Traders' Bank v. Campbell - 81 U.S. 87 (1871)
U.S. Supreme Court
Traders' Bank v. Campbell, 81 U.S. 14 Wall. 87 87 (1871)
Traders' Bank v. Campbell
81 U.S. (14 Wall.) 87
1. Suit in chancery by an assignee in bankruptcy to recover the proceeds of goods sold under judgment in a state court against the bankrupt taken by confession when both parties knew of the insolvency.
Such a judgment, though taken before the first day of June, 1867, is an unlawful preference under the 35th section of that act if taken after the enactment of the bankrupt law.
2. The proceeds of the sale of the bankrupt's goods being in the hands of one sued as it defendant, another person who had a like judgment and execution levied on the same goods is not a necessary party to this suit, being without the jurisdiction. The rule laid down as to necessary parties in chancery.
3. The proceeds of the sale being in the hands of the bank, though it had given the sheriff a certificate of deposit, the assignee was not obliged to move against the sheriff in the state court to pay over the money to him, but had his option to sue the bank which had directed the levy and sale and held the proceeds in its vaults.
4. The defendant having money received as collections for the bankrupt delivered it to the sheriff, who levied the defendant's execution on it and applied it in satisfaction of the same. This is a fraudulent preference, or taking by process under the act, and does not raise the question whether, if the defendant had retained the money, it could be set off in this suit against the bankrupt's debt to the defendant.
5. So taking a check from the bankrupt and crediting the amount of the check then on deposit, on the bankrupt's note the day before taking judgment, was a payment by way of preference and therefore void, and does not raise the question of setoff.
The Bankrupt Act of the United States enacts by its 35th section that if any person being insolvent or in contemplation of insolvency, within four months before the filing of a petition by or against him, with a view to give a preference to any creditor having a claim against him procures his property to be seized or makes any payment, transfer &c., thereof, directly or indirectly, the person receiving such payment,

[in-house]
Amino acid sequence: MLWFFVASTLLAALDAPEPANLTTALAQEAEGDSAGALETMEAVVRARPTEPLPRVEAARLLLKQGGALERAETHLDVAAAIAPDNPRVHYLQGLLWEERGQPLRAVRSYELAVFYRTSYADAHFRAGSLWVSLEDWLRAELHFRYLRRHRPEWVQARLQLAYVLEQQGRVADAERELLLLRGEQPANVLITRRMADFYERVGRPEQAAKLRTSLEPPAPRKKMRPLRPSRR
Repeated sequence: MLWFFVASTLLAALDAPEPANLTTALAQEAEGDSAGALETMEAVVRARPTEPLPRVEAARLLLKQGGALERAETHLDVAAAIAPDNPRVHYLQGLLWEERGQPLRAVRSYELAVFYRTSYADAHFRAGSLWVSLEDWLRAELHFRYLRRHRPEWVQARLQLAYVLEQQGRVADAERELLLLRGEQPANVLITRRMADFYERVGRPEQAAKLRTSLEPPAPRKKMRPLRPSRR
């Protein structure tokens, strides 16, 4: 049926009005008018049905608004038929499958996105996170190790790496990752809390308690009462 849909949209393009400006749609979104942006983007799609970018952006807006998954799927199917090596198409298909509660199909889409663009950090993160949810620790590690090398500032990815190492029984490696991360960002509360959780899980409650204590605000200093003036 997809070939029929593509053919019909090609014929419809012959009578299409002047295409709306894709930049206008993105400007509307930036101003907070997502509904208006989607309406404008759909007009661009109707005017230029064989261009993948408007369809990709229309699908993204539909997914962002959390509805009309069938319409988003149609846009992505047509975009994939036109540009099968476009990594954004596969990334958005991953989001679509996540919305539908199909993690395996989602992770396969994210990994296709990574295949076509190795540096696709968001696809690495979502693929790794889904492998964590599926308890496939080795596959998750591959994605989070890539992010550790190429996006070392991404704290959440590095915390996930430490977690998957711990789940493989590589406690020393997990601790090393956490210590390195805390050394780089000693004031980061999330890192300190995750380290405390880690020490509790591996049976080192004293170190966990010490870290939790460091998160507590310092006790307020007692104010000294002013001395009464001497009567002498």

transfer &c., having reasonable cause to believe the debtor to be insolvent, and that the payment, conveyance &c., is in fraud of the act, the same shall be void, and the assignee may recover the property or its value.
Similarly, its 39th section provides that if any person being insolvent or in contemplation thereof should make any payment or transfer of money or property, or give any warrant to confess judgment, or procure or suffer his property to be taken on legal process with intent to give a preference or to defeat or delay the operation of the act, the money or property might be recovered back if the person receiving the payment or conveyance had reasonable cause to believe that a fraud on the act was intended, and that the debtor was insolvent.
The 20th section of the act provides "that in all cases of mutual debts or mutual credits between the parties, the account between them shall be stated, and one debt set off against the other."
The act was approved on the 2d of March, 1867. But a proviso at the end of its 50th section provides, "that no petition or other proceeding under this act shall be filed, received, or commenced before the 1st day of June, A.D. 1867."
With this statute and this proviso as part of it in force, Hitchcock & Endicott, traders in Chicago, and keeping their bank account with the Traders' National Bank there -- the bank being in the habit of discounting their notes and collecting their drafts -- were requested by the bank, on the 6th of May, 1867, to furnish them with a statement of their affairs, the firm being at this time confessedly debtors of the bank, and in a much embarrassed and really insolvent condition. A statement was soon furnished by the bookkeeper which on the 24th of May was discovered by the bank to be untrue, the liabilities of the firm being set down in it much below their reality. Thereupon, on the 28th May, the bank brought a suit against Hitchcock & Endicott in which, on an allegation of fraud, a capias was issued for the arrest of Hitchcock. To avoid this arrest, the firm gave the bank a note, payable on demand, for the whole amount